9 PM Daily Brief – December 7, 2020

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Here is our 9pm current affairs brief for you today

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GS 2

India’s stand against ‘UN’s selectivity on religions’

GS 3

Issues in Labour codes

Monoculture farming- depleting natural resources

Highlights of MPC meeting

A new roadmap for end of oil age

9 PM for Preliminary examination


India’s stand against ‘UN’s selectivity on religions’

Source: The Hindu

GS2: Important International Institutions, agencies and fora – their Structure, Mandate.

Context: India criticised UN Alliance of Civilizations (UNAOC) for “selectivity” in seeking to protect Abrahamic religions — Islam, Christianity and Judaism over others.

What is UNAOC?

  • UNAOC is an organisation which was set up in 2005
  • Objective: to prevent polarisation between societies and cultures and to bridge differences between them.

How UNAOC criticised India?

  • The Citizenship (Amendment) Act, for example, has been criticised for offering fast-track citizenship to only a select group of religions, leaving out Muslims.
  • India cannot call for a culture of peace that stitches together an alliance of faiths, while Indian States bring laws that seek to make difficult inter-faith marriages.

What are the key highlights of statements issued by India while criticising the world body?

  • India pointed out that previous resolutions of the UNAOC dating back to 2006 had repeatedly decried the hatred against those religions “Islamophobia, Christianophobia and anti-Semitism”
  • However, the body didn’t condemn attacks on other religious groups including Hindus, Sikhs and Buddhists, who have suffered terror strikes and seen their shrines destroyed in Afghanistan and Pakistan.
  • The UNGA statement welcomed the Kartarpur Gurdwara corridor agreement between India and Pakistan.
  • The world body failed to note that Pakistan’s government has taken over the management of the Sikh shrine, which it called a contravention of the agreement and a violation of Sikh beliefs.
  • India’s delegate also accused Pakistan of a “culture of hatred” against “religions in India” and fostering cross-border terrorism.
  • UNAOC only serves to further the theory of an inevitable “clash of civilisations”.

What are India’s concerns?

  • UNAOC portrays only three religions as victims of religious hatred.
  • It is important that they are broadened to include every community that faces religion-based violence.
  • It is also important that the government thwarts Pakistan’s particularly insidious attempts to create a controversy against India at this time, by pushing these resolutions as India steps to take its two-year seat at the UN Security Council.
  • India has been concerned by an increase in intrusive language from the UN bodies concerned as well, given that UNAOC issued a statement of “grave concern” over the Delhi riots this year that it said resulted in casualties of “mostly Muslims”.
  • India is keen to push back on the UNAOC and other UN arms, like the UN Human Rights Council, that have criticised the Citizenship (Amendment) Act.

India needs to maintains its own secular credentials enshrined in the Constitution and its pluralistic ethos.

Issues in Labour codes

Source: The Hindu

Gs2: Government Policies and Interventions for Development in various sectors and Issues arising out of their Design and Implementation.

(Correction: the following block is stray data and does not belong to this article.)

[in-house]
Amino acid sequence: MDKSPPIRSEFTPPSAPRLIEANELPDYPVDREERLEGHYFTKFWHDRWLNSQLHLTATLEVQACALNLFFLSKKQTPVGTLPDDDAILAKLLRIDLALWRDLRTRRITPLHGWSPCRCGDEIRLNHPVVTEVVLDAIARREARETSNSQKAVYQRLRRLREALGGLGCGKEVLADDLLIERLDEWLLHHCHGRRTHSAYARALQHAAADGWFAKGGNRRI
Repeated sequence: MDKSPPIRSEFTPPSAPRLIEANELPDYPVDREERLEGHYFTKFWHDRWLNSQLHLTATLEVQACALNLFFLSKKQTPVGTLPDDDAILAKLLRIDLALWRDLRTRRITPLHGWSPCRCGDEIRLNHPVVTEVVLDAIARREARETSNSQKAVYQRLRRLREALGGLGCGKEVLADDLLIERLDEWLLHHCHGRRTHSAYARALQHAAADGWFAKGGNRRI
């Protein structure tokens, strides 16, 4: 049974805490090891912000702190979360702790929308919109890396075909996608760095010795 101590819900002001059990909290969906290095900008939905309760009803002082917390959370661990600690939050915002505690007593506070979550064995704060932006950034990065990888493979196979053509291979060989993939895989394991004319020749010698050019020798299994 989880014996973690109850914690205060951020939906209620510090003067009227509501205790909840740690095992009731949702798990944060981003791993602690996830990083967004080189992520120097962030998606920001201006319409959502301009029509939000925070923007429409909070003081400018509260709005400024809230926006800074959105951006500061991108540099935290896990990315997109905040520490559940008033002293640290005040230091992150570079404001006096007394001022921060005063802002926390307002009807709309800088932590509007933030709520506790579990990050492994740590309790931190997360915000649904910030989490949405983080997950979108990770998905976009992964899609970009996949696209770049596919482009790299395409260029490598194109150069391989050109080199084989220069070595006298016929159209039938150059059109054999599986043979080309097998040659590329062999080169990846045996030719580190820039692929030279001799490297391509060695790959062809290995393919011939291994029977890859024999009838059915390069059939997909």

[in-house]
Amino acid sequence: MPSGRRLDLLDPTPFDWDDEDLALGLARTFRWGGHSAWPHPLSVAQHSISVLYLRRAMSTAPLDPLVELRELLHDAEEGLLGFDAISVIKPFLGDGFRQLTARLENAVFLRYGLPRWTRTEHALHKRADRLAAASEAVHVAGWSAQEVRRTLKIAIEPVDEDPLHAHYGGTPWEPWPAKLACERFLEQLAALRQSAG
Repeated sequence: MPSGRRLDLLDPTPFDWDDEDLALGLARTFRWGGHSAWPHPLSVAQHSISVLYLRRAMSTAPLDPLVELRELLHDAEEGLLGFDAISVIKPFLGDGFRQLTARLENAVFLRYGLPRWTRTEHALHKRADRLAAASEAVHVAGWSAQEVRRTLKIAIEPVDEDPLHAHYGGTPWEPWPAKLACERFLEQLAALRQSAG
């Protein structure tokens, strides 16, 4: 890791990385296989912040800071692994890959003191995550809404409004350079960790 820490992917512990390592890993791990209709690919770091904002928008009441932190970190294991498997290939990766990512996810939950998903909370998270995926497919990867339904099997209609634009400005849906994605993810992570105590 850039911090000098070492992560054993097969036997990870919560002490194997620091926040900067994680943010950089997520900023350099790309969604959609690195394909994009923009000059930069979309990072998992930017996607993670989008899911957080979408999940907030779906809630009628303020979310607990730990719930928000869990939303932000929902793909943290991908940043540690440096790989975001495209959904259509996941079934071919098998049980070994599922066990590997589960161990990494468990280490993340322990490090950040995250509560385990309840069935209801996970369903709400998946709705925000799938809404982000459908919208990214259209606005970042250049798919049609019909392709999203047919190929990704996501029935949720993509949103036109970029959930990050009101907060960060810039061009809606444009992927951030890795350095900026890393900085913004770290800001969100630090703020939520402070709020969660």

Context: The labour codes will only better India’s ‘ease of doing business’ ranking instead of improving conditions of employment

What is the Significance of Labour codes?

  • Will generate employment and secure the basic rights of the workers.
  • It will universalise the right to minimum wage of workers and social security entitlements.

Why, have the labour codes not been universally welcomed by workers?

  • Social Security net is not universal: The codes mandate benefits of Employees’ State Insurance (ESI) and Provident Fund (PF) only for workers belonging to establishments employing 10 workers or more. This leaves out nearly 80% of all Indian workers in the informal sector from the ambit of these benefits.
  • Inadequate hospitals and dispensaries under ESI
    • The ESI employed around six doctors per one lakh beneficiaries in 2016, as against the World Health Organization norm of 100 doctors.
    • With the new codes seeking to cover 20% of all workers, the membership would further increase to around 10 crore workers a three-time increase over the membership in 2019 (3.6 crore). The available capacity of the hospitals and dispensaries would evidently be inadequate.
  • Disparity on ESI coverage between states: The ESI coverage follows the map of industrial growth in the country. Thus, in industrialised States like Karnataka and Tamil Nadu, the ESI covered is around 20% of the population as beneficiaries in 2016 whereas, for Bihar the ESI covered is only 0.7%.
  • Abridgement of cess-based welfare boards: The new labour codes also does away with a number of existing cess-based welfare schemes. For example, the Beedi Workers Welfare Board which covers five lakh home-based women workers.
  • Fixed Minimum wage is meager: The floor wage announced more recently by the Finance Minister of ₹202 is way less compared to the Labour Ministry’s Expert Committee recommendation on Wage in 2019 i.e. is ₹375 per day.

Monoculture farming- depleting natural resources

Source- The Indian Express

Syllabus- GS 3- Issues related to direct and indirect farm subsidies and minimum support prices; Public Distribution System- objectives, functioning, limitations, revamping; issues of buffer stocks and food security; Technology missions; economics of animal-rearing.

Context- In the ongoing farm debate in the country the green reality check seems to be missing.

What is agro ecology?

It is a concept where agriculture sector of a country expanded along with keeping environmental protection [agriculture with sustainable environmental practice].

What is monoculture farming and is Impact?

Monoculture is the agricultural practice of growing a single crop, plant, or livestock species, variety, or breed in a field or farming system at a time.

  • Modern agricultural practices emphasize maximizing crop yields, farm incomes and global competitiveness. The single-minded pursuit of such goals has remade land and farms into monocultures.

Monoculture reduces diversity and leads to a host of other problems-

  1. Contributed significantly to climate emissions.
  2. Threatened farmer livelihoods and the natural resource base they depend upon-
  • Destroys soil nutrients– Single crop eliminates all soil nutrients and everything else is killed as pests or weeds.
  • Pollutes groundwater supplies sue to extensive use of fertilizers.
  • Adversely affects and alters the natural ecosystem.
  • Destroys the overall soil’s degradation and erosion.
  • Requires lots of water to irrigate- Monoculture results in the topsoil cover being harvested all at the same time, the topsoil loses elements that could help it retain moisture. Therefore, require vast amounts of water to irrigate the crops.